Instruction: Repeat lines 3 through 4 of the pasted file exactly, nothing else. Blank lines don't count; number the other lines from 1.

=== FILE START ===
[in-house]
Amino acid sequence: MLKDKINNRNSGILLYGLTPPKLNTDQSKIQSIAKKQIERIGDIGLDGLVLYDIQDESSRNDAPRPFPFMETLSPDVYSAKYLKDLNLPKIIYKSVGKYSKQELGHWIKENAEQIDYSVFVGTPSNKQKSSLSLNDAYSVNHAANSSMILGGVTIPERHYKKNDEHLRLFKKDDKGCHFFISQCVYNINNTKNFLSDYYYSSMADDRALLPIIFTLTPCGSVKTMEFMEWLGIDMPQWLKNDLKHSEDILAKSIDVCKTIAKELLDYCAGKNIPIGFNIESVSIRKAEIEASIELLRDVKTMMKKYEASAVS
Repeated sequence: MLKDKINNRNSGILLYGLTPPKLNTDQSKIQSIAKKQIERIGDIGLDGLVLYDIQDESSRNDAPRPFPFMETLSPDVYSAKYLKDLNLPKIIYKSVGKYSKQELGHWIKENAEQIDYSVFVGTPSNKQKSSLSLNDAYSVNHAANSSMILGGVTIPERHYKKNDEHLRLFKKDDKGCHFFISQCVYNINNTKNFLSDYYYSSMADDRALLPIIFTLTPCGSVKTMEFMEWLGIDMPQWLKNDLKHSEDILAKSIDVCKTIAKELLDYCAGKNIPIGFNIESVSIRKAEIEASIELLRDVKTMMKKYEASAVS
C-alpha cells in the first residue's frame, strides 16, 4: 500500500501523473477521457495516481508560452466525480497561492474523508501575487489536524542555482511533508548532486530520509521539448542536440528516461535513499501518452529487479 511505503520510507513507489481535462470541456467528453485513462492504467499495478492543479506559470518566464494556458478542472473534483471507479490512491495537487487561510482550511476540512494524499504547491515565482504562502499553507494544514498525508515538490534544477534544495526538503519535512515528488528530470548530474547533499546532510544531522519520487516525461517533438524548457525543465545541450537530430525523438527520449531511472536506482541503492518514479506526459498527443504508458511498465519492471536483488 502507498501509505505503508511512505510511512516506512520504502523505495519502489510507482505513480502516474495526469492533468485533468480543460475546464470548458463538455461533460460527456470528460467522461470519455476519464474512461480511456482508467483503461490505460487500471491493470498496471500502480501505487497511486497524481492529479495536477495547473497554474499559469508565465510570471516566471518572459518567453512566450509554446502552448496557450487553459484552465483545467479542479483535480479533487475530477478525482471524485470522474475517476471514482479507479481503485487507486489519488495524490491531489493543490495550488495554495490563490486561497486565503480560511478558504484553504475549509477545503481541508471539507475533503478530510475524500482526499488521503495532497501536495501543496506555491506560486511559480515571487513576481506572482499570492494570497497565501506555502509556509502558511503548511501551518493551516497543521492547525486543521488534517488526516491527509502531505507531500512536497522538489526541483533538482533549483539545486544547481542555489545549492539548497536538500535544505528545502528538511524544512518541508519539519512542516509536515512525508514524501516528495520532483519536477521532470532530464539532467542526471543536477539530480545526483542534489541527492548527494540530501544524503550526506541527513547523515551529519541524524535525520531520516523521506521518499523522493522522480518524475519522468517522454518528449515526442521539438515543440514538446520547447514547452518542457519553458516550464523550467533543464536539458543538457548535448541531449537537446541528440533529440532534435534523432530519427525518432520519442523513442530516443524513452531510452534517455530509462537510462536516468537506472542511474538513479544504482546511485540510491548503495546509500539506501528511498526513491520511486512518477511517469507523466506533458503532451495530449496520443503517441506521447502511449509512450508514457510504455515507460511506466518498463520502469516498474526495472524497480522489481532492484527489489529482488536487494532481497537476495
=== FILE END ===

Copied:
Repeated sequence: MLKDKINNRNSGILLYGLTPPKLNTDQSKIQSIAKKQIERIGDIGLDGLVLYDIQDESSRNDAPRPFPFMETLSPDVYSAKYLKDLNLPKIIYKSVGKYSKQELGHWIKENAEQIDYSVFVGTPSNKQKSSLSLNDAYSVNHAANSSMILGGVTIPERHYKKNDEHLRLFKKDDKGCHFFISQCVYNINNTKNFLSDYYYSSMADDRALLPIIFTLTPCGSVKTMEFMEWLGIDMPQWLKNDLKHSEDILAKSIDVCKTIAKELLDYCAGKNIPIGFNIESVSIRKAEIEASIELLRDVKTMMKKYEASAVS
C-alpha cells in the first residue's frame, strides 16, 4: 500500500501523473477521457495516481508560452466525480497561492474523508501575487489536524542555482511533508548532486530520509521539448542536440528516461535513499501518452529487479 511505503520510507513507489481535462470541456467528453485513462492504467499495478492543479506559470518566464494556458478542472473534483471507479490512491495537487487561510482550511476540512494524499504547491515565482504562502499553507494544514498525508515538490534544477534544495526538503519535512515528488528530470548530474547533499546532510544531522519520487516525461517533438524548457525543465545541450537530430525523438527520449531511472536506482541503492518514479506526459498527443504508458511498465519492471536483488 502507498501509505505503508511512505510511512516506512520504502523505495519502489510507482505513480502516474495526469492533468485533468480543460475546464470548458463538455461533460460527456470528460467522461470519455476519464474512461480511456482508467483503461490505460487500471491493470498496471500502480501505487497511486497524481492529479495536477495547473497554474499559469508565465510570471516566471518572459518567453512566450509554446502552448496557450487553459484552465483545467479542479483535480479533487475530477478525482471524485470522474475517476471514482479507479481503485487507486489519488495524490491531489493543490495550488495554495490563490486561497486565503480560511478558504484553504475549509477545503481541508471539507475533503478530510475524500482526499488521503495532497501536495501543496506555491506560486511559480515571487513576481506572482499570492494570497497565501506555502509556509502558511503548511501551518493551516497543521492547525486543521488534517488526516491527509502531505507531500512536497522538489526541483533538482533549483539545486544547481542555489545549492539548497536538500535544505528545502528538511524544512518541508519539519512542516509536515512525508514524501516528495520532483519536477521532470532530464539532467542526471543536477539530480545526483542534489541527492548527494540530501544524503550526506541527513547523515551529519541524524535525520531520516523521506521518499523522493522522480518524475519522468517522454518528449515526442521539438515543440514538446520547447514547452518542457519553458516550464523550467533543464536539458543538457548535448541531449537537446541528440533529440532534435534523432530519427525518432520519442523513442530516443524513452531510452534517455530509462537510462536516468537506472542511474538513479544504482546511485540510491548503495546509500539506501528511498526513491520511486512518477511517469507523466506533458503532451495530449496520443503517441506521447502511449509512450508514457510504455515507460511506466518498463520502469516498474526495472524497480522489481532492484527489489529482488536487494532481497537476495